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By Irene Banos Ruiz
Pediatricians in New Delhi, India, say children's lungs are no longer pink, but black.
Our warming planet is already impacting the health of the world's children and will shape the future of an entire generation if we fail to limit global warming to well below 2 degrees Celsius (35.6°F), the 2019 Lancet Countdown Report on health and climate change shows.
By Sabrina Kessler
Far-reaching allegations about how a climate-sinning American multinational could shamelessly lie to the public about its wrongdoing mobilized a small group of New York students on a cold November morning. They stood in front of New York's Supreme Court last week to follow the unprecedented lawsuit against ExxonMobil.
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Temperatures plunged rapidly across the U.S. this week and around 70 percent of the population is expected to experience temperatures around freezing Wednesday.
By Lakshmi Magon
This year, three studies showed that humor is useful for engaging the public about climate change. The studies, published in The Journal of Science Communication, Comedy Studies and Science Communication, added to the growing wave of scientists, entertainers and politicians who agree.
By Marlene Cimons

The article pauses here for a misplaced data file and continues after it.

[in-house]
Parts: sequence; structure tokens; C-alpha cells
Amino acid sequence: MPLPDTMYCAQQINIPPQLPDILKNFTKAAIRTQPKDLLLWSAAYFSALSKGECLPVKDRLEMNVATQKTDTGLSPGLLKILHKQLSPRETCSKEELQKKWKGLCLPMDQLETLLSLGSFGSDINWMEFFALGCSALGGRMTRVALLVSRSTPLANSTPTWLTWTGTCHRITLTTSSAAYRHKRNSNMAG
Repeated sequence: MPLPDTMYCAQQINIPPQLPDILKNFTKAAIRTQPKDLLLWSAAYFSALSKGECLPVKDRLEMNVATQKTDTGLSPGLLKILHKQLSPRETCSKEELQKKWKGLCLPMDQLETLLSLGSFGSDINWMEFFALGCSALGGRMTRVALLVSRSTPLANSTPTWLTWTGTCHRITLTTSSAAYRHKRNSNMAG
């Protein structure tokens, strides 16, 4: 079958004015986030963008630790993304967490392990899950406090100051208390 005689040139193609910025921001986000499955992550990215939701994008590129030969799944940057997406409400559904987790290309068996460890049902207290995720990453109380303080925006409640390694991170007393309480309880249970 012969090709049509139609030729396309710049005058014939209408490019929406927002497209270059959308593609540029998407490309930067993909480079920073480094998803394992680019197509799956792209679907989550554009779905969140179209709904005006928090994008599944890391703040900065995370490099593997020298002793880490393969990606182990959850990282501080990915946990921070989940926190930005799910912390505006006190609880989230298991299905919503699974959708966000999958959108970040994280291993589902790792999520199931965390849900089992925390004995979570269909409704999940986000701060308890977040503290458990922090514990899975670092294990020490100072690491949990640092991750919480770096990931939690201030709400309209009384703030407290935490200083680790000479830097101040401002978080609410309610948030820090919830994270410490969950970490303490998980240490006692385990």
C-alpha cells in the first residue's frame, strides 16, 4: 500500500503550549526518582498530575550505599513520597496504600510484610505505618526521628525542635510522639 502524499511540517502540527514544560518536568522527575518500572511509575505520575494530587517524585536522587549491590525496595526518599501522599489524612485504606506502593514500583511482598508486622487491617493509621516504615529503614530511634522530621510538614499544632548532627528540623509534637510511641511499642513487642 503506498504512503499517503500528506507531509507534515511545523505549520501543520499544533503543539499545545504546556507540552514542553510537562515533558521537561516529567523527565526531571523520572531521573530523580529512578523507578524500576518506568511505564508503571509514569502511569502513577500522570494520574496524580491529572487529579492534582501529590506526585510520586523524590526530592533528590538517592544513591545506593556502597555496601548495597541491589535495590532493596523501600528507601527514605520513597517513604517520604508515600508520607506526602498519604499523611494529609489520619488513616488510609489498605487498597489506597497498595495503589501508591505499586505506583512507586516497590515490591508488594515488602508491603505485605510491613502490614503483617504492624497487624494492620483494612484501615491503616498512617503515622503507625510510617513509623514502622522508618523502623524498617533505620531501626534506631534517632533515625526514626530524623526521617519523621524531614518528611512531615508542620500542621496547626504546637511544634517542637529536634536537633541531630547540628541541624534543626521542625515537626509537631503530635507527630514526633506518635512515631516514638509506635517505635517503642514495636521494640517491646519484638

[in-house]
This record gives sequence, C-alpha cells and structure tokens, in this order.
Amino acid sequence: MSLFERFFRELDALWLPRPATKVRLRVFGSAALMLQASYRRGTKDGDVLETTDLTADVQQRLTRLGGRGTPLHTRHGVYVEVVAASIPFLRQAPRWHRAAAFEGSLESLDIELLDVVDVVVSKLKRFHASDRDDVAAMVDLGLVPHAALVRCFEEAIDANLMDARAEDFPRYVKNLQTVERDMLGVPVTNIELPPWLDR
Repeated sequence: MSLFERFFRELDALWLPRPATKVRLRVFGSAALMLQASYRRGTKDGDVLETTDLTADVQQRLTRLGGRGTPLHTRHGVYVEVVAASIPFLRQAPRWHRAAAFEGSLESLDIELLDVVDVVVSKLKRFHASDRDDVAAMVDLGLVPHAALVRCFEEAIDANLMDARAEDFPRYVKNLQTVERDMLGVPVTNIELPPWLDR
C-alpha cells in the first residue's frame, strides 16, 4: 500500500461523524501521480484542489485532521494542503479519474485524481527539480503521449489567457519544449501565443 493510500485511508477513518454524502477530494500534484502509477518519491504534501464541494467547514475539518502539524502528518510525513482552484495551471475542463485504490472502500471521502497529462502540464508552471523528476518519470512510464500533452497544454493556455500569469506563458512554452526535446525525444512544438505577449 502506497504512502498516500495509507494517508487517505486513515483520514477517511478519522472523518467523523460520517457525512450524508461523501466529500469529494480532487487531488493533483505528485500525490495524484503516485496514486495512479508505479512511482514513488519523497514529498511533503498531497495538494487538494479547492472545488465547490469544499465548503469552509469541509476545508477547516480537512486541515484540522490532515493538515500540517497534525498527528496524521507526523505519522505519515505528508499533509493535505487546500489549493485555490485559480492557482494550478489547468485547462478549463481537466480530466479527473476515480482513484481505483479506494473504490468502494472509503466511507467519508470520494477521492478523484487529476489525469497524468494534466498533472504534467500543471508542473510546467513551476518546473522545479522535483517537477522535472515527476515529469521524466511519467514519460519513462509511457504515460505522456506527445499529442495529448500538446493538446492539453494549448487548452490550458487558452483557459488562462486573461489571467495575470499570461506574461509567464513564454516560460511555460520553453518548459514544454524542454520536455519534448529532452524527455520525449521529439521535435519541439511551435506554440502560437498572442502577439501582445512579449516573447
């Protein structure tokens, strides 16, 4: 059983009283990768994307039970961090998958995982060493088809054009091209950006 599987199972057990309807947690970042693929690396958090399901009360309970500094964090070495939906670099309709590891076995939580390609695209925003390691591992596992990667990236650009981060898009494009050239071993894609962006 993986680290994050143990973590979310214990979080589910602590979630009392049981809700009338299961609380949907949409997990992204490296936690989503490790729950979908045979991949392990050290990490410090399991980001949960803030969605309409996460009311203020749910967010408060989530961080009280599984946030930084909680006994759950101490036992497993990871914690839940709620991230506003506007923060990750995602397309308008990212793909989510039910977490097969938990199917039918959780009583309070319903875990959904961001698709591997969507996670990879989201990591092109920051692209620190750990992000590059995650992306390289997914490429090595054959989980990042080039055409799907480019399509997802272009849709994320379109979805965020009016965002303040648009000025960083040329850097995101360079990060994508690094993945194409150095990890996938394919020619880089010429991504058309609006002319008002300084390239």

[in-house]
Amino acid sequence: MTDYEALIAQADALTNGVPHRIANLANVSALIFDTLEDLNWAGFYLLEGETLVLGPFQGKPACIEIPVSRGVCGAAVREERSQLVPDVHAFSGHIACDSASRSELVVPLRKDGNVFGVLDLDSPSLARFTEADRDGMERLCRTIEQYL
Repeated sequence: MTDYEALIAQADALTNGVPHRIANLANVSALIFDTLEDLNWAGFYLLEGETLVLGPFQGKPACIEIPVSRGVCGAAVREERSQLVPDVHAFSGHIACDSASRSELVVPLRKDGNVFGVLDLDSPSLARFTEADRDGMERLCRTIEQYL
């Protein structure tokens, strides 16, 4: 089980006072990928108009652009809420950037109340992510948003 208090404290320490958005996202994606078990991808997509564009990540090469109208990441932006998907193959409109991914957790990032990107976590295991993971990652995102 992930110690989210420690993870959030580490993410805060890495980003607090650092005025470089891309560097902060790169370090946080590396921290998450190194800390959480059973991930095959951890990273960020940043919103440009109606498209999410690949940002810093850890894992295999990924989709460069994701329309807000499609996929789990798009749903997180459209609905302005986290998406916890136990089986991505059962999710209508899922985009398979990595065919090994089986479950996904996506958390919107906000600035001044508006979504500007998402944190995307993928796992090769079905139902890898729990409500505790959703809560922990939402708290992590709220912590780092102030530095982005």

Last summer, scientist Maria Rodriguez traveled to the Peruvian region of Madre de Dios, once the home of lush rainforests, meandering rivers and thriving wildlife. But her destination was anything but picturesque. She'd come to study several sites ravaged by illegal gold mining that had left a legacy of destruction and mercury poisoning. One area, in fact, resembled a lunar landscape, rather than a rainforest.
By Jeff Peterson
A century from now, the U.S. coastline will look very different from how it looks today. In the coming decades our beaches, wetlands and estuaries along the shore will be lost or degraded by a one-two punch of more severe storms and rising seas. This combination will drive communities inland and force the relocation of critical infrastructure. The consequences for fish, wildlife and ecosystems could also be devastating.
Sea level rise will change the landscape of coastlines and challenge our ability to adapt over the next couple of centuries, even if all the 2030 emissions targets set in the Paris agreement are met, according to a new study published in the Proceedings of the National Academy of Sciences (PNAS).